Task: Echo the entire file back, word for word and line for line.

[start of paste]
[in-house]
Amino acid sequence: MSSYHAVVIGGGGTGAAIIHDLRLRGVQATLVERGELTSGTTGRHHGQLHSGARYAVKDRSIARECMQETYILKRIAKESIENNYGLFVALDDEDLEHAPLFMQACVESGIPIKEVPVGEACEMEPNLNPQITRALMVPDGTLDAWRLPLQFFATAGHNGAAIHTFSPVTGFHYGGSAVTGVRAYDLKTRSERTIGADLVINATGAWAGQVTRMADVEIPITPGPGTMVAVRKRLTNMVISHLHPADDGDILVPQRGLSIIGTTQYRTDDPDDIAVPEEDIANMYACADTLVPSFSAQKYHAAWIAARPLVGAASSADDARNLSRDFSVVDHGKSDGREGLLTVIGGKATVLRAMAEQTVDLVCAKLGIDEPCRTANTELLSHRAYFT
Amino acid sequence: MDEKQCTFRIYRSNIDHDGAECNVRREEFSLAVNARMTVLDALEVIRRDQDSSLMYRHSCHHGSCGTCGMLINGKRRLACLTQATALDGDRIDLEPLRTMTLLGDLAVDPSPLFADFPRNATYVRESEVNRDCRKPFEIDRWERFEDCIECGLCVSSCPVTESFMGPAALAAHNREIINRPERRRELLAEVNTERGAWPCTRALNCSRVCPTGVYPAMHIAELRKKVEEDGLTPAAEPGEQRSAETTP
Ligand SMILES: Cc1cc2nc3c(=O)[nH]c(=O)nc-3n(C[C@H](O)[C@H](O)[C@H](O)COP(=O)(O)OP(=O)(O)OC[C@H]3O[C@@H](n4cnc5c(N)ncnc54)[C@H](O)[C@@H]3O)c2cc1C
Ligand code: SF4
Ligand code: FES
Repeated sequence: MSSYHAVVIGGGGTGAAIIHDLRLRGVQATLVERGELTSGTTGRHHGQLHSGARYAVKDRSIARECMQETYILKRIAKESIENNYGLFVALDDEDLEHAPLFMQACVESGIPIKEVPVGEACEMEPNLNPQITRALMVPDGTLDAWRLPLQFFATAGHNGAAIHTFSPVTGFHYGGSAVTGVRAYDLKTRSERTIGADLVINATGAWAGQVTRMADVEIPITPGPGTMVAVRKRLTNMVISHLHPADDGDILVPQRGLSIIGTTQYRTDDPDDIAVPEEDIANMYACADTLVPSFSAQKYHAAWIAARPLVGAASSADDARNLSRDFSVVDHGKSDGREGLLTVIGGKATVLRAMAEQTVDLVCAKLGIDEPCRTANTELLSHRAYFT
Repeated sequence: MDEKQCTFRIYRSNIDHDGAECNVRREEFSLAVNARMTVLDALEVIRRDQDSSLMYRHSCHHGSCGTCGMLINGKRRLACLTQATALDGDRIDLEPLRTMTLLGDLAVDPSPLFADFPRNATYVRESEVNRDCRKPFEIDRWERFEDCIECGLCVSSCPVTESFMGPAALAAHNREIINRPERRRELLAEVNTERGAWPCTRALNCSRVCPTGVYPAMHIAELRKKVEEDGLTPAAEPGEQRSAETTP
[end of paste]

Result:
[in-house]
Amino acid sequence: MSSYHAVVIGGGGTGAAIIHDLRLRGVQATLVERGELTSGTTGRHHGQLHSGARYAVKDRSIARECMQETYILKRIAKESIENNYGLFVALDDEDLEHAPLFMQACVESGIPIKEVPVGEACEMEPNLNPQITRALMVPDGTLDAWRLPLQFFATAGHNGAAIHTFSPVTGFHYGGSAVTGVRAYDLKTRSERTIGADLVINATGAWAGQVTRMADVEIPITPGPGTMVAVRKRLTNMVISHLHPADDGDILVPQRGLSIIGTTQYRTDDPDDIAVPEEDIANMYACADTLVPSFSAQKYHAAWIAARPLVGAASSADDARNLSRDFSVVDHGKSDGREGLLTVIGGKATVLRAMAEQTVDLVCAKLGIDEPCRTANTELLSHRAYFT
Amino acid sequence: MDEKQCTFRIYRSNIDHDGAECNVRREEFSLAVNARMTVLDALEVIRRDQDSSLMYRHSCHHGSCGTCGMLINGKRRLACLTQATALDGDRIDLEPLRTMTLLGDLAVDPSPLFADFPRNATYVRESEVNRDCRKPFEIDRWERFEDCIECGLCVSSCPVTESFMGPAALAAHNREIINRPERRRELLAEVNTERGAWPCTRALNCSRVCPTGVYPAMHIAELRKKVEEDGLTPAAEPGEQRSAETTP
Ligand SMILES: Cc1cc2nc3c(=O)[nH]c(=O)nc-3n(C[C@H](O)[C@H](O)[C@H](O)COP(=O)(O)OP(=O)(O)OC[C@H]3O[C@@H](n4cnc5c(N)ncnc54)[C@H](O)[C@@H]3O)c2cc1C
Ligand code: SF4
Ligand code: FES
Repeated sequence: MSSYHAVVIGGGGTGAAIIHDLRLRGVQATLVERGELTSGTTGRHHGQLHSGARYAVKDRSIARECMQETYILKRIAKESIENNYGLFVALDDEDLEHAPLFMQACVESGIPIKEVPVGEACEMEPNLNPQITRALMVPDGTLDAWRLPLQFFATAGHNGAAIHTFSPVTGFHYGGSAVTGVRAYDLKTRSERTIGADLVINATGAWAGQVTRMADVEIPITPGPGTMVAVRKRLTNMVISHLHPADDGDILVPQRGLSIIGTTQYRTDDPDDIAVPEEDIANMYACADTLVPSFSAQKYHAAWIAARPLVGAASSADDARNLSRDFSVVDHGKSDGREGLLTVIGGKATVLRAMAEQTVDLVCAKLGIDEPCRTANTELLSHRAYFT
Repeated sequence: MDEKQCTFRIYRSNIDHDGAECNVRREEFSLAVNARMTVLDALEVIRRDQDSSLMYRHSCHHGSCGTCGMLINGKRRLACLTQATALDGDRIDLEPLRTMTLLGDLAVDPSPLFADFPRNATYVRESEVNRDCRKPFEIDRWERFEDCIECGLCVSSCPVTESFMGPAALAAHNREIINRPERRRELLAEVNTERGAWPCTRALNCSRVCPTGVYPAMHIAELRKKVEEDGLTPAAEPGEQRSAETTP